09 Nov 2011 | By John Bingham
Experts are calling for a campaign of health warnings about mobile phones even though they admit there is no clear evidence that using them is harmful.
A group of doctors and academics is calling for the Government and mobile industry to launch a publicity drive aimed at children and pregnant women.
They have published a report claiming that more than 200 studies now link mobile phone use to conditions such as brain tumours. http://www.telegraph.co.uk/health/healthnews/8878467/Call-for-mobile-phone-health-warnings-despite-inconclusive-evidence.html
Their report, published by the campaign group MobileWise argues that failing to act now could be “dangerous”.
It says that the risks could take decades to prove conclusively but that there is “no justification” for inaction.
Yet critics have warned of the risks of scaremongering over mobile phones without clear evidence of harm.
Successful campaigns against new mobile phone masts, fuelled by media reports of health risks, have left some areas with poor or patchy reception.
Last month George Osborne, the chancellor, announced £150 million to subsidise new mobile infrastructure insisting that a functioning mobile phone and broadband system were now “crucial to Britain’s future”.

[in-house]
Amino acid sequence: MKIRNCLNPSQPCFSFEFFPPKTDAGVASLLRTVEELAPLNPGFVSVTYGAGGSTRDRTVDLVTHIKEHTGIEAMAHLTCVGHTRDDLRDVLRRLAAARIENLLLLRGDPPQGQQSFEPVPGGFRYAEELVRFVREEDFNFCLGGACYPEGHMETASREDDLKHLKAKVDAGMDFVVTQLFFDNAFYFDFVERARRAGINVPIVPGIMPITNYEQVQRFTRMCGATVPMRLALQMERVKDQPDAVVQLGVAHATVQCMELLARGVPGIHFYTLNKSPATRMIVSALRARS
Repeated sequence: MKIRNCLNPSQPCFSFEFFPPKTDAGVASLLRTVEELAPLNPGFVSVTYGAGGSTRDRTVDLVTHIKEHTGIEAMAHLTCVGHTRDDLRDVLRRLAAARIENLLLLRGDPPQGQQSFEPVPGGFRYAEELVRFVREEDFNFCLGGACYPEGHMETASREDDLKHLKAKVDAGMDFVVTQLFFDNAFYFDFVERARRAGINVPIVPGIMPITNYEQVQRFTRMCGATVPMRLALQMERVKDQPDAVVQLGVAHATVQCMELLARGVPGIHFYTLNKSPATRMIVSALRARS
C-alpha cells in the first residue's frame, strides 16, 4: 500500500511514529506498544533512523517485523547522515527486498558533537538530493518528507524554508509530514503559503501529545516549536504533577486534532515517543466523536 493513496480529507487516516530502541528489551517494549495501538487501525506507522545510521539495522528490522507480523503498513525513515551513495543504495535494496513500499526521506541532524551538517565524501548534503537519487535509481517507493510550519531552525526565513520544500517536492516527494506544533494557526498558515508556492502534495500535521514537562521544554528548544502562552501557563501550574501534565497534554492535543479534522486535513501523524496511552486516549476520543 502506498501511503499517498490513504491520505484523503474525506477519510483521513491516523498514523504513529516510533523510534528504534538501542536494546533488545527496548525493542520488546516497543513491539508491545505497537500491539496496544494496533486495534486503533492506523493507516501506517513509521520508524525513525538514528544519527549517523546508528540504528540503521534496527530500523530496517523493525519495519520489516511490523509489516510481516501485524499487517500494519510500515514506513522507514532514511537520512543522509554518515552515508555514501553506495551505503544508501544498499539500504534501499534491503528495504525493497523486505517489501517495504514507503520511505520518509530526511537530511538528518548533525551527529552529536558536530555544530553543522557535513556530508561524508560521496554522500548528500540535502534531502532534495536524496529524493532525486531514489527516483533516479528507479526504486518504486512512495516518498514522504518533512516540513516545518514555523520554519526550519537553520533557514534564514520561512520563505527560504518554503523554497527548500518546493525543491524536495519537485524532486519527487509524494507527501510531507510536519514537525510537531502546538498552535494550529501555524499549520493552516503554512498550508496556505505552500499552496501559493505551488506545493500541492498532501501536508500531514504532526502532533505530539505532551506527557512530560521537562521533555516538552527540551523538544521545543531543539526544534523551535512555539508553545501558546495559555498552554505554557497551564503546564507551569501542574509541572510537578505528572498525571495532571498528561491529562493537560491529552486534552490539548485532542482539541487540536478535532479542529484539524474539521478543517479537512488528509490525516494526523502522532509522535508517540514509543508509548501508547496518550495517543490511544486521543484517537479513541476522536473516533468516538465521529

But the report, whose authors include Kevin O’Neill, a Consultant Neurosurgeon at Charing Cross Hospital in London, argues that there is now a substantial body of evidence suggesting that mobile phone use could be harmful.
The report argues that some studies suggest a “doubling” of the risk of some brain tumours for those who use their mobile phone for about half an hour a day for 10 years.
It also highlights suggestions of a link between mobile phone use and tumours in the salivary glands.
“The fact that the evidence is not conclusive and that there are gaps in our understanding is not justification for inaction,” the report, Mobile phone health risks: the case for action to protect children, argues.
“Both the Government and phone companies could very easily do far more to alert the public, particularly children, to the emerging risks and safety measures.”
Mr O’Neill said: “Although further research is needed, it makes sense to err on the side of caution in the mean time.
“The long induction period for brain tumours and some of the other possible health effects means that it could take many years to fully understand the risks.
“We know from our experience with smoking and asbestos that waiting for certainty of harm is a dangerous policy.”
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